LTU Explores: Trends in Office Architecture

What is the key to remaining competitive in a recessed economic climate? Business operators understand that maximizing employee productivity significantly contributes to maintaining healthy balance sheets. However, what causes employees to boost productivity? As it turns out, the design and layout of the office space itself might have a larger impact on overall employee happiness and effectiveness than previously thought.

New Studies on Workplace Design

Office design firm Steelcase recently surveyed workers from diverse industries, job descriptions, and age demographics about the factors that influence workplace satisfaction and hence, employee productivity. Among the varied industries, job types, and age groups came a familiar refrain. Over 95 percent of the workers surveyed mentioned having “access to quiet, private places for concentrated work” is important. Yet nearly half of the workers who agreed about the importance of working in concentration friendly work environments stated that their offices, by design, don’t offer them access to that kind of space. Steelcase concluded the survey did not confirm that most respondents prefer to work alone, but instead, they prefer to collaborate in their own space.

Continuing with the theme of concentration-friendly work environments, Gensler released a report in July of 2013 that outlines the keys to creating productive workplaces. The firm found another interesting office architecture trend: allowing employees several work environment options. Gensler concluded that with the increase in the number and quality of communication tools, companies that promote flexible work hours, the opportunity to work at least part time at home, and diverse office workspaces typically have much higher employee morale. Office space design and layout, not just the business culture, has become essential to the manager seeking to build a productive environment.

According to a March 2013 Forbes online article, Harris Interactive conducted a nationwide survey that canvassed a wide cross section of 2,060 professionals. The intent of the survey was to discern the preferences and habits of American workers as it pertains to designing productive office space. Not surprisingly, Harris Interactive found that many working professionals prefer to work in quiet, private work environments. Harris Interactive released data that shows over 85 percent of the worker polled prefer to work alone to attain optimal productivity. However, the polling company also found that balance plays a significant role in determining productive office environments. Employees need quiet time to enhance productivity, but they also must spend time collaborating in more open office spaces – something for architects to consider as they lay out the floor plan for an office building.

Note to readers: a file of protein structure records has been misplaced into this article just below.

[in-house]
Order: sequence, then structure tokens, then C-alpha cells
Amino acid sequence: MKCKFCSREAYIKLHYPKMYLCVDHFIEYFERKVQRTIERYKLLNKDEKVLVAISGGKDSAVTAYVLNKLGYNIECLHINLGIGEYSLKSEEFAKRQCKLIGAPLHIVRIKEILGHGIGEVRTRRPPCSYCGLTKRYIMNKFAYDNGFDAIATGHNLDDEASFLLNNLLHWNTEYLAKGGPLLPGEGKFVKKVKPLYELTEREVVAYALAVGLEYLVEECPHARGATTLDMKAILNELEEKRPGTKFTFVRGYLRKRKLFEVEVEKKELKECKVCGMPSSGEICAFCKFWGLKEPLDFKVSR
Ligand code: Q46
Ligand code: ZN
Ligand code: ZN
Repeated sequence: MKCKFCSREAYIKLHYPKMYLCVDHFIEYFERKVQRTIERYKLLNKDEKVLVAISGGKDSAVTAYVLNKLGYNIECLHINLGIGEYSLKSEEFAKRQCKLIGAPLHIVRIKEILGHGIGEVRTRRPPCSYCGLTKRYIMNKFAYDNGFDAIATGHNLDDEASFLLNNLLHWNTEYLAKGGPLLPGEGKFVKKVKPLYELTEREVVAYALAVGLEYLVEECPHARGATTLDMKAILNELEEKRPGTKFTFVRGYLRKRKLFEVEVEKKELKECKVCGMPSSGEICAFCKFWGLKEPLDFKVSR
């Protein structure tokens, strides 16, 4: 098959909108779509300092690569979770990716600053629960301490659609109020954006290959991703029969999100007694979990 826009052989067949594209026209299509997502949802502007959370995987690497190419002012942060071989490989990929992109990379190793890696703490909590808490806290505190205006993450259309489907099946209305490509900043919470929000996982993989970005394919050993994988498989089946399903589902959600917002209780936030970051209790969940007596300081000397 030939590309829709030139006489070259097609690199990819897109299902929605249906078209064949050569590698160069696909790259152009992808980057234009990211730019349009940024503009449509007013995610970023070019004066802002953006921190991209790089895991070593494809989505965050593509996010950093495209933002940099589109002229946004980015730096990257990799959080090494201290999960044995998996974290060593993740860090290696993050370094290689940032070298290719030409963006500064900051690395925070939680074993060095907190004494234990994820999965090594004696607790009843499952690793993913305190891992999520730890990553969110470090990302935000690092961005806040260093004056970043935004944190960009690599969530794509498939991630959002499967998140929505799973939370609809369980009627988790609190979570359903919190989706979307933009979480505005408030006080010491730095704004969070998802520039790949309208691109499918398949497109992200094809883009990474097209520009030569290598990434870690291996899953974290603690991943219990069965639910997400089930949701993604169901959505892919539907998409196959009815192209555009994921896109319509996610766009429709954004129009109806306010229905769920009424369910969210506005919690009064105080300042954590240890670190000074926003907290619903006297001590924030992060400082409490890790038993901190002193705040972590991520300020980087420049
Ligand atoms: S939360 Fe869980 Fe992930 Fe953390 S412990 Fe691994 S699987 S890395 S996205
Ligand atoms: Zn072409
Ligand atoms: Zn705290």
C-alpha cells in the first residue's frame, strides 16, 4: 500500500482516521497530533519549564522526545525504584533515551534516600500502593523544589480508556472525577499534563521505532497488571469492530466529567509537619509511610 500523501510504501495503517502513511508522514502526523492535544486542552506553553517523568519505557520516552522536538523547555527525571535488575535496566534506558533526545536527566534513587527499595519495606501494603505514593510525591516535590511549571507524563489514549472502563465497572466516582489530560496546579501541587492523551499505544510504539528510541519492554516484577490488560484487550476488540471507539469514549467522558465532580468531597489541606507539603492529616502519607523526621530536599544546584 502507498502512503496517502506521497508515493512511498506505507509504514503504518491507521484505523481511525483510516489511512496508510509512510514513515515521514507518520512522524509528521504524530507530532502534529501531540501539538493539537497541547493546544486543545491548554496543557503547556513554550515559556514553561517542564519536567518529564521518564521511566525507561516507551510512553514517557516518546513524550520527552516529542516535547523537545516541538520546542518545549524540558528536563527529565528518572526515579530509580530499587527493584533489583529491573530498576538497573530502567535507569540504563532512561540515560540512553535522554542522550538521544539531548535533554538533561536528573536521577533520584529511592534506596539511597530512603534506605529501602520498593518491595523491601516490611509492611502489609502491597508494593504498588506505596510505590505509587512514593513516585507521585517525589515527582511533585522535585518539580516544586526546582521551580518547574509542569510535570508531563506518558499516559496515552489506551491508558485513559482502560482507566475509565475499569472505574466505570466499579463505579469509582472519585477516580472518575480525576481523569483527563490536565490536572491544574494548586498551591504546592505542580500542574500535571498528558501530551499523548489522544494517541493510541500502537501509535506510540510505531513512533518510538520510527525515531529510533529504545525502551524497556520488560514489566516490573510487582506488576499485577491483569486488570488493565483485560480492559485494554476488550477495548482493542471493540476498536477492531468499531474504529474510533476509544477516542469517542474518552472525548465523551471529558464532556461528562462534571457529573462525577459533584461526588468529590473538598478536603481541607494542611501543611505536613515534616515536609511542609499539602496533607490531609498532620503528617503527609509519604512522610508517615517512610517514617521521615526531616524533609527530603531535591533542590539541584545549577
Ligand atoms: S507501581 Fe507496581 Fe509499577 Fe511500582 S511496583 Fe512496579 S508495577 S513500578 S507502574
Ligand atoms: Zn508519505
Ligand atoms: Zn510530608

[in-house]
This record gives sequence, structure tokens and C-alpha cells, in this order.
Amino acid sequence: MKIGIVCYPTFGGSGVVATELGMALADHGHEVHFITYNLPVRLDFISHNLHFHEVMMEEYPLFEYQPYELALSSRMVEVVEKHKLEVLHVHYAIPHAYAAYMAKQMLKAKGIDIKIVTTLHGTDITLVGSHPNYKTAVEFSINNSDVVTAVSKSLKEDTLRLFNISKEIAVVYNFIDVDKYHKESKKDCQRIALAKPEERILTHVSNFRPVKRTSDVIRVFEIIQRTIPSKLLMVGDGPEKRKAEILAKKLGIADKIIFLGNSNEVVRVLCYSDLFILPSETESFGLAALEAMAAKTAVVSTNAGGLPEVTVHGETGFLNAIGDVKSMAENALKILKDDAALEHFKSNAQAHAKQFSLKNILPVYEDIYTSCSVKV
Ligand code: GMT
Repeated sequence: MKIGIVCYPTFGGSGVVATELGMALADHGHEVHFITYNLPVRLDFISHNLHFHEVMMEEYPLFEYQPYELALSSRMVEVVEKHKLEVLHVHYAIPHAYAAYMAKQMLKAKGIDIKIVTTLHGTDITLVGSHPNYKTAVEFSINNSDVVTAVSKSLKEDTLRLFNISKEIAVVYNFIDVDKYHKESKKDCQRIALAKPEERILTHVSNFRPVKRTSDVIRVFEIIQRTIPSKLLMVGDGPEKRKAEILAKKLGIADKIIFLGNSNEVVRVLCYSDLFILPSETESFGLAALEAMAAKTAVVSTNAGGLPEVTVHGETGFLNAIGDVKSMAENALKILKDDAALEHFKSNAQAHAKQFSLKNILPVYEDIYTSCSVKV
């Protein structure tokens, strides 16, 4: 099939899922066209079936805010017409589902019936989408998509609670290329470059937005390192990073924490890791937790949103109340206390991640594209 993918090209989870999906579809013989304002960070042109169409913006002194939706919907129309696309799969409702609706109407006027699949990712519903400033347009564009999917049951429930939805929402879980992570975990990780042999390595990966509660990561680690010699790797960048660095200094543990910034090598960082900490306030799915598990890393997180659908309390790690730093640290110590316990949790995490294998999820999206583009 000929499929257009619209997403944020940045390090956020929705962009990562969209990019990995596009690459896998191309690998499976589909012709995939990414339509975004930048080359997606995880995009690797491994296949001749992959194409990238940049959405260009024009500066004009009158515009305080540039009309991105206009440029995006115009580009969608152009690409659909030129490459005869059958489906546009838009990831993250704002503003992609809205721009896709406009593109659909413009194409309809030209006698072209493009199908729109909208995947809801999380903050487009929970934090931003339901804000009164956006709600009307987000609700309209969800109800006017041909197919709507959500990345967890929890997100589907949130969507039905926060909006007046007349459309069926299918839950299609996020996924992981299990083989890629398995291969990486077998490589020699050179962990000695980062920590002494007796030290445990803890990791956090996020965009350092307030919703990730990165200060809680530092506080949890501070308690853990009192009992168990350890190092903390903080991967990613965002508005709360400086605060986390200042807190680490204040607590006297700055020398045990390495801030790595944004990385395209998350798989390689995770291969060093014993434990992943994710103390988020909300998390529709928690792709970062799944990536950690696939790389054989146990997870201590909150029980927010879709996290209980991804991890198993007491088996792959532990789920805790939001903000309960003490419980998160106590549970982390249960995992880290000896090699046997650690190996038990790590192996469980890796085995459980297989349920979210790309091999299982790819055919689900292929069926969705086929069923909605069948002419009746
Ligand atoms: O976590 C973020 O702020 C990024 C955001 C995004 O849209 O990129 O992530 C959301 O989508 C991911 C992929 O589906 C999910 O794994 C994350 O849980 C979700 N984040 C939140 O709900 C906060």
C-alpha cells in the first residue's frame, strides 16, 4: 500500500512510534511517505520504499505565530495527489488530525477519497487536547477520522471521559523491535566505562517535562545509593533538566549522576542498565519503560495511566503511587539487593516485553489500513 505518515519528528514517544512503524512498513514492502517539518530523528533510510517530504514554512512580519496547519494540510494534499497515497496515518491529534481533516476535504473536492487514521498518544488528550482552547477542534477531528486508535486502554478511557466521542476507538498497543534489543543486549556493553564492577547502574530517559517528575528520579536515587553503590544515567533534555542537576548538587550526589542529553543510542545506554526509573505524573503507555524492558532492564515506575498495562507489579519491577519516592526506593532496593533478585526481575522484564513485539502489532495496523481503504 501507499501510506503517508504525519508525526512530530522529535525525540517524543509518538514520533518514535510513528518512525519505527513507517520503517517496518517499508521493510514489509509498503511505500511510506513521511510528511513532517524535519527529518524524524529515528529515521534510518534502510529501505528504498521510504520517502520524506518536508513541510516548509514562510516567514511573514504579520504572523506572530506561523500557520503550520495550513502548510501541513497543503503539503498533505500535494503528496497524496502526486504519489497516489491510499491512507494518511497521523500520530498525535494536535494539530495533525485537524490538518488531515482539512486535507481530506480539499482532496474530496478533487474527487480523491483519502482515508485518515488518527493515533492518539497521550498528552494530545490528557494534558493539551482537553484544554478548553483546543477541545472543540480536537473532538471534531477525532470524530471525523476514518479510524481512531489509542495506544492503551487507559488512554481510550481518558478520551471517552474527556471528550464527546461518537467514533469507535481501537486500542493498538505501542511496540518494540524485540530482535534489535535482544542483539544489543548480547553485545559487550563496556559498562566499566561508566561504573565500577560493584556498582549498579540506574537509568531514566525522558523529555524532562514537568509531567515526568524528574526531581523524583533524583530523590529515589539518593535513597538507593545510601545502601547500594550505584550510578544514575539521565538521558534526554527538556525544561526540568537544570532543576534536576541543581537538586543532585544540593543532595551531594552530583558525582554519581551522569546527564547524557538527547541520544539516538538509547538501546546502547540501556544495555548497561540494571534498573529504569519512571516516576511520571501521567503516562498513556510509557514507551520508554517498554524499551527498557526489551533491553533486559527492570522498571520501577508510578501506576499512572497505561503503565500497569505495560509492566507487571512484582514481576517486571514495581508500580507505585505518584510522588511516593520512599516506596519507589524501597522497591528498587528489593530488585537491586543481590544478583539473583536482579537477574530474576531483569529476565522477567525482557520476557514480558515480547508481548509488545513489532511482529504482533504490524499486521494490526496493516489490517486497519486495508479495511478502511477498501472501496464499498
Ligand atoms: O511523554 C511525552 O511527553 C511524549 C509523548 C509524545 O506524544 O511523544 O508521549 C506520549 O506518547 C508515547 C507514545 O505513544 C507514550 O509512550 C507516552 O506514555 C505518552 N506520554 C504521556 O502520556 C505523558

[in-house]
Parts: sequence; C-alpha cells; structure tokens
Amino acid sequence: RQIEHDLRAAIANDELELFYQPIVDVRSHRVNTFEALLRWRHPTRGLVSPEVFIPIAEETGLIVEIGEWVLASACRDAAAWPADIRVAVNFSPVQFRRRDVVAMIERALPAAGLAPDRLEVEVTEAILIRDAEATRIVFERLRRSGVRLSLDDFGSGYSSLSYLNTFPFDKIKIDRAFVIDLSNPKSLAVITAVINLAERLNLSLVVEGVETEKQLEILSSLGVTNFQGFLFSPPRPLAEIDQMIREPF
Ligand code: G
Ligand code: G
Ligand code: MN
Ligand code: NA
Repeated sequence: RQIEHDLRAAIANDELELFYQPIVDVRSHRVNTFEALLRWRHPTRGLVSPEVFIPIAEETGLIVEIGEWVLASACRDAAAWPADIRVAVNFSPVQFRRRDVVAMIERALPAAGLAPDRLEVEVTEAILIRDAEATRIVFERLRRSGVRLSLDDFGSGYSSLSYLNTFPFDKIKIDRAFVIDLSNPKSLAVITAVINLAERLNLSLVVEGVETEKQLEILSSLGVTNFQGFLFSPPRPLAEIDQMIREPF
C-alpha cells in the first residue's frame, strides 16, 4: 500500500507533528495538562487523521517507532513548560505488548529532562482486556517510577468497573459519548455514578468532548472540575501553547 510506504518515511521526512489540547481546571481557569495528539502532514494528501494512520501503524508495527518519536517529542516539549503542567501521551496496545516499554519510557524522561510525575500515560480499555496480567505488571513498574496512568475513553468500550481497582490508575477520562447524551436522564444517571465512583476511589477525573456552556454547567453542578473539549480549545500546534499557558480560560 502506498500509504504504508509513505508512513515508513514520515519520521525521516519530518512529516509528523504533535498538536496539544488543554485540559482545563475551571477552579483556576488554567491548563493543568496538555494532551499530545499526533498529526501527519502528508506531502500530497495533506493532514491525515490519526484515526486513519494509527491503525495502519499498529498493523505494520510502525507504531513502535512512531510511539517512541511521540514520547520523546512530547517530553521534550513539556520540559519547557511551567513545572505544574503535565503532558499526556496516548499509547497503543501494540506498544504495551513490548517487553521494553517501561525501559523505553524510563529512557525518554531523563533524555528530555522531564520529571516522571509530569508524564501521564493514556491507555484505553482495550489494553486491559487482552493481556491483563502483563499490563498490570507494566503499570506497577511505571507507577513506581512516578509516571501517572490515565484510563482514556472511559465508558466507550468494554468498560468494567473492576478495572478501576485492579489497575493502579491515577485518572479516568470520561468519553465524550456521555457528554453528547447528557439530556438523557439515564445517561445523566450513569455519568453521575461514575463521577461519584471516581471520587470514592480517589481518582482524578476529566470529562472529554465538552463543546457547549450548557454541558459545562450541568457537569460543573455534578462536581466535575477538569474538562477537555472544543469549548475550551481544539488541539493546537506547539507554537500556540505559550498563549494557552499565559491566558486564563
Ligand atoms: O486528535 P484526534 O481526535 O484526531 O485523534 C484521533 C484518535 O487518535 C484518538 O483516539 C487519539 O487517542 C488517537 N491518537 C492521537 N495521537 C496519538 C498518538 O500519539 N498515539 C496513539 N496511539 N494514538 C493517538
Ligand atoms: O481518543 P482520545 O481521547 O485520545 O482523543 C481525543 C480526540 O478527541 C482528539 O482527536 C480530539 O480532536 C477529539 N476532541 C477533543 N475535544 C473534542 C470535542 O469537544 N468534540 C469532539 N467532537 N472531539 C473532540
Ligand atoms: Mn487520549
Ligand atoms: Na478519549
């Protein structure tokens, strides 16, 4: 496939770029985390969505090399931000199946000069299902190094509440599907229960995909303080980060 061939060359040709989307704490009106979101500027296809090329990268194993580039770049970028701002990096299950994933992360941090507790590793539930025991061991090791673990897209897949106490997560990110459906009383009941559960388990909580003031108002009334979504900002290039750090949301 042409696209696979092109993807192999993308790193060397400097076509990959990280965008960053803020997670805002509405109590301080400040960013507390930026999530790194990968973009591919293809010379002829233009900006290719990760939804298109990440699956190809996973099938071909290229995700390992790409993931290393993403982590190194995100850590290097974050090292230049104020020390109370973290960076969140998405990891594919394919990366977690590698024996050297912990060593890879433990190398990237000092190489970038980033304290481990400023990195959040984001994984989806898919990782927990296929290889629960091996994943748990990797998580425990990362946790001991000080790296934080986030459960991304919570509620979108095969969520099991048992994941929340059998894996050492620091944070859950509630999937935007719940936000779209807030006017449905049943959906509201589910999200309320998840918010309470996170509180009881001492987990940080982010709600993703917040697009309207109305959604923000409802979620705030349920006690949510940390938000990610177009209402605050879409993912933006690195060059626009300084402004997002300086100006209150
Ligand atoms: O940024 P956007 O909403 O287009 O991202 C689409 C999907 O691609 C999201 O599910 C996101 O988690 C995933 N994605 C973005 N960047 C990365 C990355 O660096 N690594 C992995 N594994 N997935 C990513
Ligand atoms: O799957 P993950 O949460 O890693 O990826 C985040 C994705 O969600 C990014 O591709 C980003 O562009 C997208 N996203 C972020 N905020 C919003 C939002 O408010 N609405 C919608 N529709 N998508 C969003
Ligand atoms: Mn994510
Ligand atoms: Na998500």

The Results

Several common points emerged from each of the three sources that researched the relationship between office architecture and worker productivity. First, many work environments tend to over-emphasize collaborative spaces, sometimes to the detriment of their staff. Large common areas tend to become noisy and counterproductive, with most workers seeking dedicated, private space to work from. Second, with more fluid, creative, contemporary environments, collaboration doesn’t have to be forced as it does in a sea of cubicles. A roomy, quiet meeting room suffices for creating a productive work environment. Finally, impromptu meetings held in large conference rooms have become a major distraction in the work environment, since email has become the primary form of office communication. This makes the central conference room, usually a staple of office design, a bit obsolete.

The results of the studies and reports do not mean office architecture should comprise building only focus-centric workspaces. People are social animals and most people require some time to interact with other people, especially in the workplace. That said, the emphasis on creating workplace balance has changed, and should change, the way office designers and architects pursue their work. While the goal was once to maximize space efficiency and provide a few larger collaboration spaces, it’s now morphed into something a bit more employee-centric.

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